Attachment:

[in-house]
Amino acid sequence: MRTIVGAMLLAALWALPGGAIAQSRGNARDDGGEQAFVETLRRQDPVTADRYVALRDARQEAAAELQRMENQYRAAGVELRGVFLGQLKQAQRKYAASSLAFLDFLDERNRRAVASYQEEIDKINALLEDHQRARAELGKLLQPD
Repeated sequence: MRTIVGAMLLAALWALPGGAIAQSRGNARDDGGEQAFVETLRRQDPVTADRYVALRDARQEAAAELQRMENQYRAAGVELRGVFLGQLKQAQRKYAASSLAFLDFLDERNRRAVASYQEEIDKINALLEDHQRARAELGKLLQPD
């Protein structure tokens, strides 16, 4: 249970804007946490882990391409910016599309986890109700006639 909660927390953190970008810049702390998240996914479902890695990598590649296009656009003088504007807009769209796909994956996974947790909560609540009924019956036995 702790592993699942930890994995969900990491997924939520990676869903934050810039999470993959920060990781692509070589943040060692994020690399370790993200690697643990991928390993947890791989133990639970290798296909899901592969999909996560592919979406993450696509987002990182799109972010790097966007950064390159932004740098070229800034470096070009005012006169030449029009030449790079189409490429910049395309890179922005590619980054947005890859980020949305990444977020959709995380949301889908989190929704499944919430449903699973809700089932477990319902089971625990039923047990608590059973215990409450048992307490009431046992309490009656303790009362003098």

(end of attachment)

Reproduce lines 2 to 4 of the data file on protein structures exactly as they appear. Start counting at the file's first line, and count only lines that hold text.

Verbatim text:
Amino acid sequence: MRTIVGAMLLAALWALPGGAIAQSRGNARDDGGEQAFVETLRRQDPVTADRYVALRDARQEAAAELQRMENQYRAAGVELRGVFLGQLKQAQRKYAASSLAFLDFLDERNRRAVASYQEEIDKINALLEDHQRARAELGKLLQPD
Repeated sequence: MRTIVGAMLLAALWALPGGAIAQSRGNARDDGGEQAFVETLRRQDPVTADRYVALRDARQEAAAELQRMENQYRAAGVELRGVFLGQLKQAQRKYAASSLAFLDFLDERNRRAVASYQEEIDKINALLEDHQRARAELGKLLQPD
């Protein structure tokens, strides 16, 4: 249970804007946490882990391409910016599309986890109700006639 909660927390953190970008810049702390998240996914479902890695990598590649296009656009003088504007807009769209796909994956996974947790909560609540009924019956036995 702790592993699942930890994995969900990491997924939520990676869903934050810039999470993959920060990781692509070589943040060692994020690399370790993200690697643990991928390993947890791989133990639970290798296909899901592969999909996560592919979406993450696509987002990182799109972010790097966007950064390159932004740098070229800034470096070009005012006169030449029009030449790079189409490429910049395309890179922005590619980054947005890859980020949305990444977020959709995380949301889908989190929704499944919430449903699973809700089932477990319902089971625990039923047990608590059973215990409450048992307490009431046992309490009656303790009362003098």